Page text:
Their plan eventually took shape in 2014 with the release of Rhetoric 20 Year in 2014 followed by Rhetoric 21 in 2015, Rhetoric 22 in 2016, Rhetoric 23 in 2017 and Rhetoric 24 AND 25 in 2018.
Not only did this experiment start off on a strange note (using 20+ year old bourbon), but there seemed to be no control measure put in place. What I mean by that is that unless they batched the barrels together in the beginning and split them up equally, how would we know what really changed?
We weren’t given any information on if the barrels all had the same distilled-on day or even if they were all aged in the same warehouse + floor. To me, an experiment like this could only make sense if they took all of these 20 year old barrels, batched them together, and redistributed them back into barrels.
In fact, that’s where a certain rumor comes into play that Rhetoric was batched together in the beginning. The only issue is, I can’t find any reviews or press releases that talk about it. But when I ask other like-minded enthusiasts, many tell me they’ve heard the same story of Rhetoric being batched together at the beginning of the experiment.
Otherwise, if Orphan Barrel didn’t establish some sort of control over the barrels early on, then why should we believe the results? What if all Rhetoric 22 year old barrels came from a grouping where the barrel quality was terrible? And what if Rhetoric 24 had barrels that were absolutely amazing? The result would be that consumers would walk away with the opinion that 22 years old is a terrible age for bourbon but somehow they turn immaculate on their 24th birthday.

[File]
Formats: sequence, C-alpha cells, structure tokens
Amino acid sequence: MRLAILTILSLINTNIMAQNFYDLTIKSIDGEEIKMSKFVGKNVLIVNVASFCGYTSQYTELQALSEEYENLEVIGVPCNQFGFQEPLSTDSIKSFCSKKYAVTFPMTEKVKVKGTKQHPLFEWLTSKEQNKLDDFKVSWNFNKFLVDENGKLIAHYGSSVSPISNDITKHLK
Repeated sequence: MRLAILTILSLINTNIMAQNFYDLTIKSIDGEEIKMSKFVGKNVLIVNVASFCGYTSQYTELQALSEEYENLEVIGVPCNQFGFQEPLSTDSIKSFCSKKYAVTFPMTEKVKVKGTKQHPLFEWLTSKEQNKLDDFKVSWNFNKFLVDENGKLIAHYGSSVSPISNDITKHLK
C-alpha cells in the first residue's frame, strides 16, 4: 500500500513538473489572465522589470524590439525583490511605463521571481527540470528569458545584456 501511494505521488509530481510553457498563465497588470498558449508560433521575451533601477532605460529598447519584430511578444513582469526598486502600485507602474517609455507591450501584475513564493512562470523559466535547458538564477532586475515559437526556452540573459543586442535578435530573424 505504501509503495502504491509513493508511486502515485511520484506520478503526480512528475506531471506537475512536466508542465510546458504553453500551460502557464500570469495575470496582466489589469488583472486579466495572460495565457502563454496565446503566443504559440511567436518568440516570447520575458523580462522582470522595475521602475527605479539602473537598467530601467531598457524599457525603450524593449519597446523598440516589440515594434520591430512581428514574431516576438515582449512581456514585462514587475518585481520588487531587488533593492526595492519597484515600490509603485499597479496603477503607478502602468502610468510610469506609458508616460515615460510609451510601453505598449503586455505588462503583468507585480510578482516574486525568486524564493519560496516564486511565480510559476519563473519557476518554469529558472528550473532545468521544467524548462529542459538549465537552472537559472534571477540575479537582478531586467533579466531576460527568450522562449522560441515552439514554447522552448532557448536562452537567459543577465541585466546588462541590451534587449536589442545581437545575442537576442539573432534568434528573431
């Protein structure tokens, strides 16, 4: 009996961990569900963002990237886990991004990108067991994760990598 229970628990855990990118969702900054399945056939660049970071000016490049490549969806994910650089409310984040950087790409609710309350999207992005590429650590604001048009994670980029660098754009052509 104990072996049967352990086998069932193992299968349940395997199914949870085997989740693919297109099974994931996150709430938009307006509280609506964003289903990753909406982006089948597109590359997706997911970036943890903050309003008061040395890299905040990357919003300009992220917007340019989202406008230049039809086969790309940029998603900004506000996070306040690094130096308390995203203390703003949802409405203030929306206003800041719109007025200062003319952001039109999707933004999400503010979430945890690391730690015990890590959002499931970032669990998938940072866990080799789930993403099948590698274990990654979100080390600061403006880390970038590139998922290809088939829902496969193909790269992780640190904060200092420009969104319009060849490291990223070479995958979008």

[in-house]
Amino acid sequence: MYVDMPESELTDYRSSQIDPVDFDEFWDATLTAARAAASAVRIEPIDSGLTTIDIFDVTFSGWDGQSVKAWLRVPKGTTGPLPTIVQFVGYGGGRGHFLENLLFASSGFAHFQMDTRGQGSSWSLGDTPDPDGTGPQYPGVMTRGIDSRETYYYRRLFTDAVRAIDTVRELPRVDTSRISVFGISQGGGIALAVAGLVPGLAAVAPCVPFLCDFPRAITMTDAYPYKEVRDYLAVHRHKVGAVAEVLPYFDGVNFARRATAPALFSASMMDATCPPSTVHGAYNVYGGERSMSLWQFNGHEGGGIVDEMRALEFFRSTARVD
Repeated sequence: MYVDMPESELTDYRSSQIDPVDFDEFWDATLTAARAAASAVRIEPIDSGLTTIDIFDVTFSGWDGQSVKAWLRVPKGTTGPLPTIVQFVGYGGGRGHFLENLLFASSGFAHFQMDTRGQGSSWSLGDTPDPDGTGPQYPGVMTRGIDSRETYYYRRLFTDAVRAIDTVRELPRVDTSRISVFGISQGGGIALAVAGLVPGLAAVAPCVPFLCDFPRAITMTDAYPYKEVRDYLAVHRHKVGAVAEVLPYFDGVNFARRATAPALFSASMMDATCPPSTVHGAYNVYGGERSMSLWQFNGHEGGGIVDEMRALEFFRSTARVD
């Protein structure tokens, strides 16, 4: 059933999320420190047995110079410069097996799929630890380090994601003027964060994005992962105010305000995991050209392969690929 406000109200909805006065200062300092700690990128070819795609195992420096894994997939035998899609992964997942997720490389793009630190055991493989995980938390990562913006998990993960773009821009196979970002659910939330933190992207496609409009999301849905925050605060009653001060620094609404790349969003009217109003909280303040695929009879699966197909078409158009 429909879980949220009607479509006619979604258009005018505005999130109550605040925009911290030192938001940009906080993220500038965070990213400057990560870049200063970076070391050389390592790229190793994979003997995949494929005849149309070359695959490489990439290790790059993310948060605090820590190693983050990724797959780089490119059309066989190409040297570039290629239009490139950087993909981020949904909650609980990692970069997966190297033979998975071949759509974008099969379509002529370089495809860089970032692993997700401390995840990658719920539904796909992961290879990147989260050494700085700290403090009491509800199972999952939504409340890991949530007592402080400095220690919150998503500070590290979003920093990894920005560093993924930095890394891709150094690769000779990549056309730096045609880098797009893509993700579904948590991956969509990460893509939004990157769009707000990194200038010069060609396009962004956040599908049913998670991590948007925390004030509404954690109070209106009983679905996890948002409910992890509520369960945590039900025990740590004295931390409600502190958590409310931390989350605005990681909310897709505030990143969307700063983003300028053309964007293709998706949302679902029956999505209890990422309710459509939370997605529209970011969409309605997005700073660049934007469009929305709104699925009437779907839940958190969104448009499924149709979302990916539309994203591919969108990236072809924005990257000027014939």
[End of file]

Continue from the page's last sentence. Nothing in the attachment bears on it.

Rhetoric 25: The Final Chapter In A Strange Experiment
Orphan Barrel got creative with physically distinguishing each Rhetoric release from each other by having the labels get progressively darker with each subsequent bottling. Rhetoric 25 is the darkest label (basically black with raised gold lettering) whereas the 20 year was a light yellow.
As I mentioned before, each Rhetoric received a tiny bump in proof so the 25 year was bottled at 91 proof which was very low but on par with other Orphan Barrel releases.
This low proof should soften a lot of the harsh and bitter tannins while hopefully sweetening things up a bit. But the only way to know that for sure is by actually tasting it. Speaking of which, I think it’s time to get down to the notes. As always, I’m sampling this neat in a glencairn.
Nose: For being such an old bourbon, I’m surprised with how much sweetness can be distinguished from the tannins. There is velvety caramel and butterscotch layered with chocolate chip cookies. It manages to reduce the pipe tobacco and seasoned oak notes to a supporting role.